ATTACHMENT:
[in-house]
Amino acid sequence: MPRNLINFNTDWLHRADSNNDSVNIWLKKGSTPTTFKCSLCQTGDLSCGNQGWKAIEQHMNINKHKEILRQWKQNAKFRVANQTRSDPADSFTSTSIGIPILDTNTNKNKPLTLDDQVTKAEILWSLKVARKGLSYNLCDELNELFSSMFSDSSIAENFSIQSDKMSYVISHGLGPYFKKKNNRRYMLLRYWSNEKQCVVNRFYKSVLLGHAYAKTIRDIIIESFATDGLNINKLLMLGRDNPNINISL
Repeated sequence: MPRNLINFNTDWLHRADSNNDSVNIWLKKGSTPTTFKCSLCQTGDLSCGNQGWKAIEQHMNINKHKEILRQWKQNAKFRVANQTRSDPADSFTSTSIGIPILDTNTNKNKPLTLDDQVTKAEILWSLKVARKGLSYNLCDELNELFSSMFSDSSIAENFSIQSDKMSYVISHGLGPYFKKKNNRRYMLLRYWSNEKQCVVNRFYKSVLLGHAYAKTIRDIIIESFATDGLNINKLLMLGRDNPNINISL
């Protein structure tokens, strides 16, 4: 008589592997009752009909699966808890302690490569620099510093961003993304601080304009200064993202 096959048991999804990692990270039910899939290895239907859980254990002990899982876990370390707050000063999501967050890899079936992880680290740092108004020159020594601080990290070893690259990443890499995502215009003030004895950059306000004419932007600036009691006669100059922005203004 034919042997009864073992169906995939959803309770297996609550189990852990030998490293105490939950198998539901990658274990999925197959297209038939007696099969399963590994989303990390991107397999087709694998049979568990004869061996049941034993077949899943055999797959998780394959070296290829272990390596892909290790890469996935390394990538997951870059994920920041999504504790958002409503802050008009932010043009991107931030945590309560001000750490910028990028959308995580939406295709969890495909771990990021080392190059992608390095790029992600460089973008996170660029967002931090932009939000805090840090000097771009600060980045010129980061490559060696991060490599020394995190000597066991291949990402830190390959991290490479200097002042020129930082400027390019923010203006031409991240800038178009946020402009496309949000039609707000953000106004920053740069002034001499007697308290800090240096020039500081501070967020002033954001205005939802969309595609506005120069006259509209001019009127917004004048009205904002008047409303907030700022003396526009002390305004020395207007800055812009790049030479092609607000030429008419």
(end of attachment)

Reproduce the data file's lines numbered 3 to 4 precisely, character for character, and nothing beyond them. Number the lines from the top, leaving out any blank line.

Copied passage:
Repeated sequence: MPRNLINFNTDWLHRADSNNDSVNIWLKKGSTPTTFKCSLCQTGDLSCGNQGWKAIEQHMNINKHKEILRQWKQNAKFRVANQTRSDPADSFTSTSIGIPILDTNTNKNKPLTLDDQVTKAEILWSLKVARKGLSYNLCDELNELFSSMFSDSSIAENFSIQSDKMSYVISHGLGPYFKKKNNRRYMLLRYWSNEKQCVVNRFYKSVLLGHAYAKTIRDIIIESFATDGLNINKLLMLGRDNPNINISL
């Protein structure tokens, strides 16, 4: 008589592997009752009909699966808890302690490569620099510093961003993304601080304009200064993202 096959048991999804990692990270039910899939290895239907859980254990002990899982876990370390707050000063999501967050890899079936992880680290740092108004020159020594601080990290070893690259990443890499995502215009003030004895950059306000004419932007600036009691006669100059922005203004 034919042997009864073992169906995939959803309770297996609550189990852990030998490293105490939950198998539901990658274990999925197959297209038939007696099969399963590994989303990390991107397999087709694998049979568990004869061996049941034993077949899943055999797959998780394959070296290829272990390596892909290790890469996935390394990538997951870059994920920041999504504790958002409503802050008009932010043009991107931030945590309560001000750490910028990028959308995580939406295709969890495909771990990021080392190059992608390095790029992600460089973008996170660029967002931090932009939000805090840090000097771009600060980045010129980061490559060696991060490599020394995190000597066991291949990402830190390959991290490479200097002042020129930082400027390019923010203006031409991240800038178009946020402009496309949000039609707000953000106004920053740069002034001499007697308290800090240096020039500081501070967020002033954001205005939802969309595609506005120069006259509209001019009127917004004048009205904002008047409303907030700022003396526009002390305004020395207007800055812009790049030479092609607000030429008419």